Relatively cheap
Renault and Volkswagen are already offering 48 volt mild-hybrid engines instead of small diesels because costly after-treatment systems are likely to become mandatory to make diesels comply with tougher emissions regulations. These systems use the higher voltage to provide additional electrical power to drive an increasing number of electrical components in cars. The higher power can be combined with a belt-starter generator to assist acceleration and can increase fuel efficiency by between 10 and 15%. And it is relatively cheap.

“I guess that in 15 to 18 months we will have a broad offer of Mild Hybrid vehicles and then we will re-start improvements to CO2 (fuel efficiency). So it is just an interval, and we have some room to meet the targets,” Dudenhoeffer said.

“I’m sorry to say Morgan Stanley is wrong. The standards will prevail and technology will help to fulfil the standards,” he said.

Citi Research agrees that 48v mild hybrids will come to the reuse.

“As it stands today there are only a handful of vehicles equipped with a 48v system, but we expect penetration to grow exponentially as we close in on 2020 (and 2021) when fuel efficiency targets in Europe and China become more stringent. We expect 48V uptake to rise in 2018 and 2019 and it will be a 2.5 billion euro market by 2020,” Citi Research analyst Raghav Gupta-Chaudhary said.

This is just as well because politicians and environmentalists are closing in on diesel. Many European cities like Paris, London, Stuttgart and Munich have announced plans to ban the dirtiest diesels from city centres. The favorable tax regime which persuaded Europeans to buy diesel in the first place is being rescinded.

According to Brussels-based green lobby group Transport & Environment (T&E), the E.U. Commission, the executive arm, has asked member states in a letter to act quickly to clean up diesels, threatening tighter regulations if the industry doesn’t comply.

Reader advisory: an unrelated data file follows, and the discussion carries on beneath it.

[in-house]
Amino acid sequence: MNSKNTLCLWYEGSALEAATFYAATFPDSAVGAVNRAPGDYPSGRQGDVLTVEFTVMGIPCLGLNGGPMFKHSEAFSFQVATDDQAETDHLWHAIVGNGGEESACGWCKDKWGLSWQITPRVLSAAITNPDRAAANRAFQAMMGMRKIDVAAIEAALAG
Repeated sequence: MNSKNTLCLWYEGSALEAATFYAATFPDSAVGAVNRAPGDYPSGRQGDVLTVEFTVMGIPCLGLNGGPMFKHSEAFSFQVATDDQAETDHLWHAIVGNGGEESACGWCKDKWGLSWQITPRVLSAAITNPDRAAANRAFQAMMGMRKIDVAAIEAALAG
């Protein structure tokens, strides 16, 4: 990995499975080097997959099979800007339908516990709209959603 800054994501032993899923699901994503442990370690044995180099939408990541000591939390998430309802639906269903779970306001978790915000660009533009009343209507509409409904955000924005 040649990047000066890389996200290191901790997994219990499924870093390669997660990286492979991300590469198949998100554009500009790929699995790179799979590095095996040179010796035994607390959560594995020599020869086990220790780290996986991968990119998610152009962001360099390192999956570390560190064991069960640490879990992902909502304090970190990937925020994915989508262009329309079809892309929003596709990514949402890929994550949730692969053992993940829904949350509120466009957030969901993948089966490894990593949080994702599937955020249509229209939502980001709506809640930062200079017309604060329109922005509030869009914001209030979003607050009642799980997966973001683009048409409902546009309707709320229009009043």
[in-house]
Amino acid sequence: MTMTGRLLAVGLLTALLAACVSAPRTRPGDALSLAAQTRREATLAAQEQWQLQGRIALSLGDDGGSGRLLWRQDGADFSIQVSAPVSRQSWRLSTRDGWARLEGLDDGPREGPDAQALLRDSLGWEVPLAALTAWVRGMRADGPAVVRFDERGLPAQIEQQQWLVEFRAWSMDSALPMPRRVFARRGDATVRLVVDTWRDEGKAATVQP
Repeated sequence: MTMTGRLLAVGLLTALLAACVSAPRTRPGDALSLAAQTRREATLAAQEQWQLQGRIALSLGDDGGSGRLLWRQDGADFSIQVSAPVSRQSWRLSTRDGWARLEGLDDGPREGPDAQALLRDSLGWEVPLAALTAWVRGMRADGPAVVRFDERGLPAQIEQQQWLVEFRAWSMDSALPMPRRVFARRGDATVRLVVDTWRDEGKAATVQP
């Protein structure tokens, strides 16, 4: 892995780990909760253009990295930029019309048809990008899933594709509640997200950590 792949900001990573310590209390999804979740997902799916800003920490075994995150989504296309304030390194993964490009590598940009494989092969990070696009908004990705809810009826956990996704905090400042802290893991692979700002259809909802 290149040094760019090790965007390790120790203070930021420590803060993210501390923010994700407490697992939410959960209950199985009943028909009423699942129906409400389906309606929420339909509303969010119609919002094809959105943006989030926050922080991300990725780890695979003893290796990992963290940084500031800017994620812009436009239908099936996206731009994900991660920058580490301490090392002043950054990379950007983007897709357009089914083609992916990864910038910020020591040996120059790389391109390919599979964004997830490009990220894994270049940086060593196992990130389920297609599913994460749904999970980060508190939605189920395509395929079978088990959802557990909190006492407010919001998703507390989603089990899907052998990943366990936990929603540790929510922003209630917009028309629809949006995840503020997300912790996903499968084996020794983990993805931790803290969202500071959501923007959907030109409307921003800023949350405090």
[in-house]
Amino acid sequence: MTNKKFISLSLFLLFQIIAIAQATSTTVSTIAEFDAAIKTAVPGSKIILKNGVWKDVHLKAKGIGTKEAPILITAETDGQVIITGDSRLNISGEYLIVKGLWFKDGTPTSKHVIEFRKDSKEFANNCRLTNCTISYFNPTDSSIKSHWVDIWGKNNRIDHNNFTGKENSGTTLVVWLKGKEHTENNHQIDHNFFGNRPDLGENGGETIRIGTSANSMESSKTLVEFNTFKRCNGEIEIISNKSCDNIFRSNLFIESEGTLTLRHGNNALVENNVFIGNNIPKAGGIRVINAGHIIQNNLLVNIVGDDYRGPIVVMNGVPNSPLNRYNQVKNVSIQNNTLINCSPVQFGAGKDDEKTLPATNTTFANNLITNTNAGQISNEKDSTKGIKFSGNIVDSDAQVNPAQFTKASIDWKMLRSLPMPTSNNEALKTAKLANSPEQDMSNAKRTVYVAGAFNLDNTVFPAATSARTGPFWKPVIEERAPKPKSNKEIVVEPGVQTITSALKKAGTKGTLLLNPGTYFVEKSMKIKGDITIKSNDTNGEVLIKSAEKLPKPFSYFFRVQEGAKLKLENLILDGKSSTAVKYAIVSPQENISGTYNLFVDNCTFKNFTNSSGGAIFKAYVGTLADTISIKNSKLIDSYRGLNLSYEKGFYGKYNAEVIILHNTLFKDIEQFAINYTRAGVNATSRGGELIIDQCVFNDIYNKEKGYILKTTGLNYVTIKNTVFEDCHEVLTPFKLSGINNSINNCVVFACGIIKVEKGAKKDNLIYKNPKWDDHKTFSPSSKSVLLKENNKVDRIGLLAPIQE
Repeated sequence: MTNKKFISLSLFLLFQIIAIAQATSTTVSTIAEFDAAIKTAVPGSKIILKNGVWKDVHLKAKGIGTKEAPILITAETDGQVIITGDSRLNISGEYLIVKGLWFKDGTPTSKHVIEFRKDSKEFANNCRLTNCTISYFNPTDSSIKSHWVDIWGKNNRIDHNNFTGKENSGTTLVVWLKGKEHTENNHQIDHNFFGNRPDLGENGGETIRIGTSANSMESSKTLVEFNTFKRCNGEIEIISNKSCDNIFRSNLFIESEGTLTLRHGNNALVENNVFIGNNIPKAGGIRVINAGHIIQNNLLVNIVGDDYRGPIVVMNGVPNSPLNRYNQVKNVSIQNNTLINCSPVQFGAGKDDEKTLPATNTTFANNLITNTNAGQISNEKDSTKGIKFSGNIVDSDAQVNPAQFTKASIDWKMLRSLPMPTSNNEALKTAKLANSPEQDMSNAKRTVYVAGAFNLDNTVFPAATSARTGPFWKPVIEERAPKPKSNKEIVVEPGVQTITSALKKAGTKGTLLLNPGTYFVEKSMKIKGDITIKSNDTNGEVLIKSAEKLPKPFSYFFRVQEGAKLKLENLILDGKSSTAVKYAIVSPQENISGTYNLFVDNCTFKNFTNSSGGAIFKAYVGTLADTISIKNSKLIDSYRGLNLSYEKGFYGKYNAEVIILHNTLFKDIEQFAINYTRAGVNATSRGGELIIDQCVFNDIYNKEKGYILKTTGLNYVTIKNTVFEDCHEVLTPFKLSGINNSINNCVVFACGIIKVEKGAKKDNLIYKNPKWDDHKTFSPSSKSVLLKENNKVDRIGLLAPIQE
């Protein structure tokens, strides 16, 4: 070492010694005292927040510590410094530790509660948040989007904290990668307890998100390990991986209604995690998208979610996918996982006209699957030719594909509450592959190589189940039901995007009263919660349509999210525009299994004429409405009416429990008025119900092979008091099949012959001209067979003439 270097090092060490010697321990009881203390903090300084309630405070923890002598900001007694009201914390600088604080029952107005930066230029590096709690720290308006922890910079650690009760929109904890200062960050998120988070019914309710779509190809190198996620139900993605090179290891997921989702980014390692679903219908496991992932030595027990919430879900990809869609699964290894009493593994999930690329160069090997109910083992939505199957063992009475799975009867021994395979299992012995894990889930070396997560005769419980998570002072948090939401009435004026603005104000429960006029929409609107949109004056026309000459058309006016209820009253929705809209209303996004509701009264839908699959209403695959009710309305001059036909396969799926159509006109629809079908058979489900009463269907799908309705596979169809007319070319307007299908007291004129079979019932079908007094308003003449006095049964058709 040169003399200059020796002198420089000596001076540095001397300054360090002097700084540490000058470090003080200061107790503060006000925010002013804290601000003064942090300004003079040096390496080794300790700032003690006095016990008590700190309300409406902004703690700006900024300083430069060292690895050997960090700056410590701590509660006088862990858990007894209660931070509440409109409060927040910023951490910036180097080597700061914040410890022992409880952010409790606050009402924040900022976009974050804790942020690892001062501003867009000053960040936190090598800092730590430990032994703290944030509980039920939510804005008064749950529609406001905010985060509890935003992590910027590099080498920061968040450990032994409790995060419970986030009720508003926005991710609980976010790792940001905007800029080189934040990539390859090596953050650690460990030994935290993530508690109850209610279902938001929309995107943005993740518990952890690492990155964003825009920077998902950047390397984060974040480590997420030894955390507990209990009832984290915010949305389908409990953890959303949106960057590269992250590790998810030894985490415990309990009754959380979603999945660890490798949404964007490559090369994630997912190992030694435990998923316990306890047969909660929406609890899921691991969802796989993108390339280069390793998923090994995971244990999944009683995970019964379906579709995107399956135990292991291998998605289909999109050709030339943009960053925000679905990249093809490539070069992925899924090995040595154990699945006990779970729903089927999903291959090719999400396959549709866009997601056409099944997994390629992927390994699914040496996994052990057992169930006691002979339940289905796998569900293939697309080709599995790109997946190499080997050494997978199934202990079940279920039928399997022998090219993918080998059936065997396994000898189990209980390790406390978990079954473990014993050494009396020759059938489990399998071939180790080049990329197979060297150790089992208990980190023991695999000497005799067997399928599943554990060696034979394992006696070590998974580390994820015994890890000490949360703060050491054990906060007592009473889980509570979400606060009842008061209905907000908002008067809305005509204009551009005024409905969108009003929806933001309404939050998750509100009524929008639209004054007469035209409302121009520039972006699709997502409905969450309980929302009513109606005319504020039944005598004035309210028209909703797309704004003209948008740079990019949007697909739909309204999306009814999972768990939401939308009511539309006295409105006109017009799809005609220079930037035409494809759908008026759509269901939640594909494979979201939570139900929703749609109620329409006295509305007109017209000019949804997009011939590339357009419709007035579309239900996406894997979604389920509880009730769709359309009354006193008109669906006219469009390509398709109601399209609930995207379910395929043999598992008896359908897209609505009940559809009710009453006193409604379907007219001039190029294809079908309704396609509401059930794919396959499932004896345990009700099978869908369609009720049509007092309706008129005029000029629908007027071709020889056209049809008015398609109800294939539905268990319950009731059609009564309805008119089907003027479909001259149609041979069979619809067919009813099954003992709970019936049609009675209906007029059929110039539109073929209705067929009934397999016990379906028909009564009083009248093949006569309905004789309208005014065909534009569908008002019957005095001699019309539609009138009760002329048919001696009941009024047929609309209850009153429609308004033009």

T&E’s Greg Archer said even cars meeting the latest so-called Euro6 E.U. rules emit nine times more NOx than gasoline cars on the road, as opposed to in the test laboratory-driven rules. Archer said Mercedes recent software upgrades won’t do the trick.

“I don’t believe the (Mercedes) software upgrades will reduce emissions enough to justify lessening the pressure to bring in diesel bans in cities. Mercedes is trying to resurrect the reputation of diesel in response to these city bans. I don’t believe the software upgrades will reduce emissions enough to justify that,” Archer said.

“So even new cars aren’t clean. We aren’t an anti-diesel organisation, but anti-pollution. We need them to be clean, then there’s no reason to ban them,” Archer said in an interview.

If auto companies used SCR (Selective Catalytic Reduction) systems that would make them as clean as cars, he said.

This would make Euro6 cars clean.

SCR works by using urea to negate up to 90% of NOx. But it requires a bulky tank making it impossible for use in small cars. And the urea tank has to be refilled every 10,000 miles or so. The system works but is bulky and expensive.

But the commission apparently also said in the letter it doesn’t want to precipitate a collapse in the diesel market.

According to Bernstein Research analyst Max Warburton this is great news for the car makers.

“The E.U has just said it doesn’t want city-level bans, doesn’t want a collapse in the diesel market and doesn’t want to harm the auto industry. This is important. Sector investors can breathe easier after this…. metaphorically at least,” Warburton said.